Ahh the card show, a place where every card collector can go to be with their brethren. According to Mario, they are dying because sports card sales are declining, but I don’t think that could be farther from the truth. I think the real reason has to do with a number of things that are mostly stemming from the rise of eBay’s prowess in the hobby, as well as a decline in the number of people who could benefit from going. I want to go into this a little further because I think it’s a topic that many of us think about every time we walk into that stale air filled ballroom.
Card Show Pros: Why Its Still Good To Go To Or Sell At Shows
1. It’s a place with a lot of collectors, its something to do
Lets face it, we have all become accustomed to faceless dealings on message boards devoted to gathering like minded people. Instead of actual interaction with actual people, we have all decided to go anonymous and spend hours fighting over who is the gayest in an argument. At a show, you get to be around collectors and actually watch the hobby in action. Its fun to have people to discuss things with, and though I think this is an overrated plus to the overwhelming amount of minuses, its still something that would draw me to a show.
2. People Who Arent Looking For Expensive Cards
Im not talking about people who want to buy a few 10 dollar singles, im talking about the people who will spend the time to go through bin after bin of 4 for a quarter cards to complete their set, or people who are looking to spend very little and get a lot. The shows are filled with tables who use this as a way to pay for their spot, which means there are tons of places for you to scavenge.
3. Sellers Who Do It As A Hobby Rather Than A Source Of Income
A lot of sellers still think there is lots of money to be made at shows. There probably is some, but only in VERY specific situations. Those are the people who will populate my list of why not to go to shows. Every once in a while you find a guy who sets up at a show to make connections, or find new customers to his shop. This is the guy who goes to shows as a hobby rather than a career. The shop is the career, not the show. This is the guy who will chat you up, give you what you need, be a nice person. He isnt there to make money, and will more than likely have all the things mentioned in number 2. Because there are a captive audience of people, it’s a good place to advertise your shop for those of us without a regular money pit. However, this could be dangerous if you are already in the red for your business.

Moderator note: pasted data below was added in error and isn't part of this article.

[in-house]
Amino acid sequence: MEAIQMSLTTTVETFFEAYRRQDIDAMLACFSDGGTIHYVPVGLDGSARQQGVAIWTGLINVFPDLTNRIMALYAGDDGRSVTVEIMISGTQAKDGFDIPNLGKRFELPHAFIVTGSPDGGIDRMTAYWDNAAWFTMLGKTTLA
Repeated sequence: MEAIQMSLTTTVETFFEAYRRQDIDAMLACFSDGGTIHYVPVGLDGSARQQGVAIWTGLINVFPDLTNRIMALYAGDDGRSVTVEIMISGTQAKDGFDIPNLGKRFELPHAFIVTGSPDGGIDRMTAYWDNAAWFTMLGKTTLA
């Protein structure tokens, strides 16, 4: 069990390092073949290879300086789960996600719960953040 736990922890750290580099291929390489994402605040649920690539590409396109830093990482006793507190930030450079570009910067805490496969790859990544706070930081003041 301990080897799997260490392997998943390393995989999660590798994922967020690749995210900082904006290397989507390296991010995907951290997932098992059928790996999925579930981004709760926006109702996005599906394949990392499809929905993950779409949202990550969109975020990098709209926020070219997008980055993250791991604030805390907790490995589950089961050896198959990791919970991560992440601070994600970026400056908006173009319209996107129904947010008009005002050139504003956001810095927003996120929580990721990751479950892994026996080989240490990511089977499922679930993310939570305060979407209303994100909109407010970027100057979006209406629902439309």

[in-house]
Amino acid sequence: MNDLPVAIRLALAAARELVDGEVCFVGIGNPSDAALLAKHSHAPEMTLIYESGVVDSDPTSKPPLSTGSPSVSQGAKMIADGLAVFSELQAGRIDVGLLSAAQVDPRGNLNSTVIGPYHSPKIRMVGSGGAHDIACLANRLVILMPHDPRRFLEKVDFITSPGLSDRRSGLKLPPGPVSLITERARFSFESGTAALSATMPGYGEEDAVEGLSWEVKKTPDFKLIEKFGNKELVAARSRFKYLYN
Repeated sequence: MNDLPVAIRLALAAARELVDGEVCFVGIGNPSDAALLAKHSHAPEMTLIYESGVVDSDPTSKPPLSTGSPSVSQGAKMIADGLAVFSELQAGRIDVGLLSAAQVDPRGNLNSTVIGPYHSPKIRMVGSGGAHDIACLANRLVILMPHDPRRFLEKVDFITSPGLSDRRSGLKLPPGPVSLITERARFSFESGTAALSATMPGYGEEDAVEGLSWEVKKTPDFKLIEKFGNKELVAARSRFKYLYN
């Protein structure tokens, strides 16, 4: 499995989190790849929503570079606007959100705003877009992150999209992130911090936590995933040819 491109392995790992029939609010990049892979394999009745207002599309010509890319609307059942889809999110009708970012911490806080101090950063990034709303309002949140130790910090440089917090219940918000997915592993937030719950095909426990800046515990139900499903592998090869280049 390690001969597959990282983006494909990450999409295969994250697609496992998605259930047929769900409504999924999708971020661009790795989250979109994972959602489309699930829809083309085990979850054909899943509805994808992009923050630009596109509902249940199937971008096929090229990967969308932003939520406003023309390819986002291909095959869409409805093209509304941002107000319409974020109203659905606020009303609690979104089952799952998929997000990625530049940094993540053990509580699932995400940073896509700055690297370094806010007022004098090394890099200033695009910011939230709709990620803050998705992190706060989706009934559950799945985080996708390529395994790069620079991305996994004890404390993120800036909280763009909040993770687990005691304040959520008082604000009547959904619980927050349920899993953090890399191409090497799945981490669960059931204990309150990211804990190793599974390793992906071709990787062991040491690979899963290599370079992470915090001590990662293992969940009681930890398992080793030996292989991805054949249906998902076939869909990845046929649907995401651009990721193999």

4. People Who Want To Trade And Not Buy
When I say trade, I mean trade with other people there, and not with the dealers. There is no reason to go and trade at shows unless you are okay with taking a bath on the cards you are giving away. However, if you deal in inexpensive cards, it may be worth your while to trade with the dealers to get the stuff for the people in number 1. For the rest of us, there are a lot of people there who will be available to trade, and those are the best people to make friends with. Its basically message board trading without the mail, which is a great situation.
5. To Watch or Window Shop
It is great place to go just to see what’s out there. Until I went to a show in Minnesota, I had never seen an Exquisite card in real life, it was always on a site or youtube. There are going to be a lot of amazing pieces at these shows, though at highway robbery prices, but its still worth seeing what they are like in real life. Think the Triple Threads XXIV Relic cards look amazing online (shame on you!)? Try seeing them in person, it’s a true eye sore. Also, if you like watching case and box breaks on the tube, this is your chance to see them in person. If you do breaks on message boards, you can avoid the douches who post pack by pack and scream like 12 year olds whenever they pull a jersey card. OMG! BARRY-JO!!!! Fuck you.
6. You Get To See What You Buy Before You Buy
But you will pay through the nose to do so. Yes this is a good thing, but with high quality scanners today, its becoming less of an issue.
7. No fees, no chargebacks, no scams
We all know what feebay is capable of, and we definitely know what the sellers and buyers are capable of. At a show, what you see is what you get. That means, if you want the card on the table, it will be the card on the table and not a similar card or a completely unrelated item. All of those have happened to me online.
Card Show Cons: Why The Above Stuff Means Absolutely Nothing
1. You Have To Pay To Get In
See, everyone is out to make a buck, including the people who run the show. Want to do any of the things I just talked about? You will be forced to pay to get in, most of the time. Guess what? Ebay is free, and has four thousand times the number of cards you will see at the show. It also has a money back guarantee on paypal, which can USUALLY work to your advantage, and you don’t have to drive anywhere. I cant tell you how liberating it is to buy cards in your draws.
2. You Have To Live In Beckett’s World